Advice for entertaining with wine starts with wine service etiquette. Knowing the correct order to serve different wines, ideal serving temperature for red and white wines and correct way to pour. We’ve covered off some common questions here as a guide for when you’re entertaining next.
Wine glasses from left to right : Light white, light red, fortified wine, champagne/sparkling, heavy red eg Cabernet Sauvignon/Bordeaux, rosé, heavy white eg Chardonnay, sweet dessert wine
Opening and pouring wine guide
What is the correct order for serving wines?
Start with the lightest wine and finish with the sweetest wine. For example:
- bubbles, champagne
- light whites – riesling, sauvignon blanc
- heavy whites -chardonnay, viognier
- light reds – pinot noir
- heavy reds – cabernet sauvignon
- dessert wine
What temperature should red wine be served at?
50 – 60 degrees is ideal ‘room temperature’. Red wine can be chilled in the refrigerator for about 45 minutes to achieve the ideal temperature. Lighter reds are better cooler and the bolder reds are best served 55- 60 degrees.
If a wine is served too warm it will taste over sweet and flat (or lose some of it’s vibrancy). Wine that’s too chilled will lose some flavor.
What temperature should white wine be served at?
Between 40 and 55 degrees. Crisp whites are better colder than a more complex-age worthy white.
What is the correct way to open a wine bottle?
As quietly as possible, always. The aim is not to hear a loud popping noise unlike when opening a bottle of Champagne or sparkling wine.
Why are red wine glasses bigger?
The bowl of the glass is designed so that when wine is poured it has room to release the aroma and for the wine to be swilled. Tapering of the glass provides a channel to the nose.
Reds are given more breathing room in the glass to release aromatics.
Whites will stay a little cooler for longer in a smaller glass.
What is the correct way to pour wine?
Hold the bottle by the base and fill the glass just less than halfway when pouring wine. This gives the wine space to ‘breathe’ and release aromatics inside the glass.
Reds should be filled a little lower than 1/2 way as they need more exposure to oxygen to release their flavor.
By the way, champagne and sparkling wine can be filled to the top of the flute.
Fortified wines, port, sherry, madeira and marsala are dessert wines. By serving around 6 oz (about 1/4 of a standard wine glass) the wine has space. And in case you’re wondering, yes, I definitely think fortified wine tastes better in a larger glass than a traditional port glass.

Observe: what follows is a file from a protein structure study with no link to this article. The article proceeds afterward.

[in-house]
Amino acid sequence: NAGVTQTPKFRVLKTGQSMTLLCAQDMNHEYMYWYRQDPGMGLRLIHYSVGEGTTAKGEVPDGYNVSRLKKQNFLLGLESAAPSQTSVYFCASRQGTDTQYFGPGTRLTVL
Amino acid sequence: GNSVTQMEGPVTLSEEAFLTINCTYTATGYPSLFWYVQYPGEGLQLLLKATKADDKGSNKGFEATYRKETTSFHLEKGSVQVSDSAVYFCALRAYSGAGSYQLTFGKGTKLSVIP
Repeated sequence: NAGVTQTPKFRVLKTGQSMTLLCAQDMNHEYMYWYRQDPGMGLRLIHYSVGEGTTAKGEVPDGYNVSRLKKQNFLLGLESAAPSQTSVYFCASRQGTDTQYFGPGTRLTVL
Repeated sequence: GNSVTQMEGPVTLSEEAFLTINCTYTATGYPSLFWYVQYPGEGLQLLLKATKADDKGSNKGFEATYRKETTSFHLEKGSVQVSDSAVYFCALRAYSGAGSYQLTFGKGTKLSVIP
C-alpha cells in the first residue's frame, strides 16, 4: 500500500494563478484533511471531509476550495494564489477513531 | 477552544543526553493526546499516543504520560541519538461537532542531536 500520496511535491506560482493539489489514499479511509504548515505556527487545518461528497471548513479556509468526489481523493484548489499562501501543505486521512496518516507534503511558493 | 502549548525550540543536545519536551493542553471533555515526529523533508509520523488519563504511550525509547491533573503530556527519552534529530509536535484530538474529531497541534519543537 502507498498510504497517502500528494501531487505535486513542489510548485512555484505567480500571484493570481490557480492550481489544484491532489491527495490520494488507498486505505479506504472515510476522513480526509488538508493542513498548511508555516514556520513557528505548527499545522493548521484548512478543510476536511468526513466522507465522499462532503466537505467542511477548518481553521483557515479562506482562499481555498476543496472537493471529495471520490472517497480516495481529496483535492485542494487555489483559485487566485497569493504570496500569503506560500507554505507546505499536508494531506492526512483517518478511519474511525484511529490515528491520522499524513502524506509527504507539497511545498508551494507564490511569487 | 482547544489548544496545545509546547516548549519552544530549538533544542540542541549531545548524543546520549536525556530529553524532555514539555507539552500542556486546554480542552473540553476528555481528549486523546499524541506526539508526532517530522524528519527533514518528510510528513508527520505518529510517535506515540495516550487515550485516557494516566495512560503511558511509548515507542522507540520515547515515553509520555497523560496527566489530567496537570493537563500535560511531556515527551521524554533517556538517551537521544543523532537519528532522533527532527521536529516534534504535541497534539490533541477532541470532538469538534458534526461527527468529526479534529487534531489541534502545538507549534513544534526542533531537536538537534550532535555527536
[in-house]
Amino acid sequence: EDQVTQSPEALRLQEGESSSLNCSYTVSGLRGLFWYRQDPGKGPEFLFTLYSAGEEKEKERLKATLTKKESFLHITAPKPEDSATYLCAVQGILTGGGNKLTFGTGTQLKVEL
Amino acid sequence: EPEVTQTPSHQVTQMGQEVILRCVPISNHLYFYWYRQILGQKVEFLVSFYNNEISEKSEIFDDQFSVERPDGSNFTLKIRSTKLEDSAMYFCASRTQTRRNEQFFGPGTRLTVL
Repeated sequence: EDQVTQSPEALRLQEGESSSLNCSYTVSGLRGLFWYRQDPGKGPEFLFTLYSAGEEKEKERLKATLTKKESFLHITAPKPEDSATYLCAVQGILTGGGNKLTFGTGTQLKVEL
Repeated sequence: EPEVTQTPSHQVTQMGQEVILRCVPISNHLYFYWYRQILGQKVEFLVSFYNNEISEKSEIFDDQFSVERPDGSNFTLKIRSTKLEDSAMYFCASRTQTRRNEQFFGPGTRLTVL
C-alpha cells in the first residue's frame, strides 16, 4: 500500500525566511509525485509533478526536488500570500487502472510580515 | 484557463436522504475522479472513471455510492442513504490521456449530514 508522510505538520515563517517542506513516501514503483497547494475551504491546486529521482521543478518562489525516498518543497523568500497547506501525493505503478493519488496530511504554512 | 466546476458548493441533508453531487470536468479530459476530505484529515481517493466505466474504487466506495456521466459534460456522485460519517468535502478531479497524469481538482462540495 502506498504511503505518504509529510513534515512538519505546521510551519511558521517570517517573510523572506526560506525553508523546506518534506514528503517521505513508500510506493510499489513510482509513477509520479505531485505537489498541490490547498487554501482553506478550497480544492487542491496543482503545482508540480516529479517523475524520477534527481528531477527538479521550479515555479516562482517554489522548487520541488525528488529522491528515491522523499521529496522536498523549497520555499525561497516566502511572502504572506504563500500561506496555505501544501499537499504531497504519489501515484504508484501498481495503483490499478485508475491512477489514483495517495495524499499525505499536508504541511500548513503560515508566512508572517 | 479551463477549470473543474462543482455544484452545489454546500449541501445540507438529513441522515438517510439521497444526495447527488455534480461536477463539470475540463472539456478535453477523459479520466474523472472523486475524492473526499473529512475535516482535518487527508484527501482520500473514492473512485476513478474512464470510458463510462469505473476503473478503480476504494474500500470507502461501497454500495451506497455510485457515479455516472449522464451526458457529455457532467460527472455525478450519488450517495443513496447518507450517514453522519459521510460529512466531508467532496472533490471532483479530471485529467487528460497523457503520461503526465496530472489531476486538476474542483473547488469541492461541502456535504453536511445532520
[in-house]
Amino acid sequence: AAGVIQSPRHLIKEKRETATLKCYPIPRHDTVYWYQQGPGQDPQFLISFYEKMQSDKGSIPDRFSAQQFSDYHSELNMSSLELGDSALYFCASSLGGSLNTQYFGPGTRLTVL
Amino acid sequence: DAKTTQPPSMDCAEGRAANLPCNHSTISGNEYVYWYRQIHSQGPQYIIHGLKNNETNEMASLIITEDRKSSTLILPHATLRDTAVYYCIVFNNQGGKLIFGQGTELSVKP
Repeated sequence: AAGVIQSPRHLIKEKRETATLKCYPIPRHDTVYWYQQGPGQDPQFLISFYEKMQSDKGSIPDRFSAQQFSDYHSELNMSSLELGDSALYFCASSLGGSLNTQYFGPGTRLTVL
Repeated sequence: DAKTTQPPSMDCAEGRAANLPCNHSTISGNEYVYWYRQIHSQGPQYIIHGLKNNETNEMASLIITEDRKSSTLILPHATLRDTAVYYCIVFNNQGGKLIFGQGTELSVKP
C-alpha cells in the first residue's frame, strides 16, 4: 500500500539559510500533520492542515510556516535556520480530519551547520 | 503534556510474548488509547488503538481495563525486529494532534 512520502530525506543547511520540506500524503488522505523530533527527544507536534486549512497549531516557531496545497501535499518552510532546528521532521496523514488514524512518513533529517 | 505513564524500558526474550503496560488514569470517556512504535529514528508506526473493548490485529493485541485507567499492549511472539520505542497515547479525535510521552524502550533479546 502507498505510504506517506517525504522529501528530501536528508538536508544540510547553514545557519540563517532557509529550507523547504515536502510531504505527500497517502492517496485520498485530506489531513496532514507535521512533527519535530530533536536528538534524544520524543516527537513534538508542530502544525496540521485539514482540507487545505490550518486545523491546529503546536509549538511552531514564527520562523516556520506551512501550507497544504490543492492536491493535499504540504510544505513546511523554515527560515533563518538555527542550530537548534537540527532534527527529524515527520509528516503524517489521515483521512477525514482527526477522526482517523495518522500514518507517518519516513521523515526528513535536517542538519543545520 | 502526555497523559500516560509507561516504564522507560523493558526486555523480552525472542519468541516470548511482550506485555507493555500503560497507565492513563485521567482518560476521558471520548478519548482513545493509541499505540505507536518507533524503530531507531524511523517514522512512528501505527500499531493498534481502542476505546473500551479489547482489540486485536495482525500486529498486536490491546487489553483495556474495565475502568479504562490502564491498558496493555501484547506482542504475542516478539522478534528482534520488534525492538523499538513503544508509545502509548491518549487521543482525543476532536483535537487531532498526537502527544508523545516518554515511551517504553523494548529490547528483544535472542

As a side note, adding a wine collar to the bottle helps to absorb those extra drops that are prone to run down the side of the bottle. The collar fits snugly around the top of the wine bottle.
What is the correct way to clink wine glasses?
Be sure to clink glasses ‘bell-to-bell’ before sipping your wine. This reduces the chances of breakages.
How do I hold a wine glass?
A wine connoisseur would typically hold his or her glass at the base of the glass with the stem between the index finger and thumb, and use the middle finger as support.
If you hold the bowl of the glass with your hand it warms the wine and this affects the flavor.
Is there a correct way to drink from a wine glass?
Drinking from the same position on the glass every time reduces mouth marks on the glass.
This photo provides a good example of what not to do. Notice the lipstick marks surrounding the top of the glass. Try to drink from the same position and side of the glass.
Wine etiquette for dinner parties
Should I open wine a guest brings?
There’s no obligation to serve the wine a guest brings. It’s at your discretion if you open it or not. As the host, you may have the wines for the function preplanned.
Choose to share it or save it for another time.
As a guest, if you’re giving wine as a gift to the host, wrap it up. If you’d like to share it, don’t wrap it and tell the host you bought it to share. Thinking outside the box, why not consider giving a wine opener as a gift?
Is there a rule for topping up glasses?
Drink at the same pace as your guests and always offer others a top-up before pouring for yourself.
Ideally, you’ll want to learn about the most common types of wines available as well as the correct glasses to use for each, and how to pair specific wines with dishes.
What is a Sommelier?
A knowledgeable, wine professional who keeps the wine cellar in a fine dining establishment.
A Sommelier is formally trained and works alongside the culinary team. They also work on the floor of a restaurant and suggest wine/menu pairings to guests.
Sommelier vs Connoisseur
The terms Sommelier and Connoisseur are often confused. A connoisseur specializes in a given field which may be art, for example. Their specialty may not be related to wine.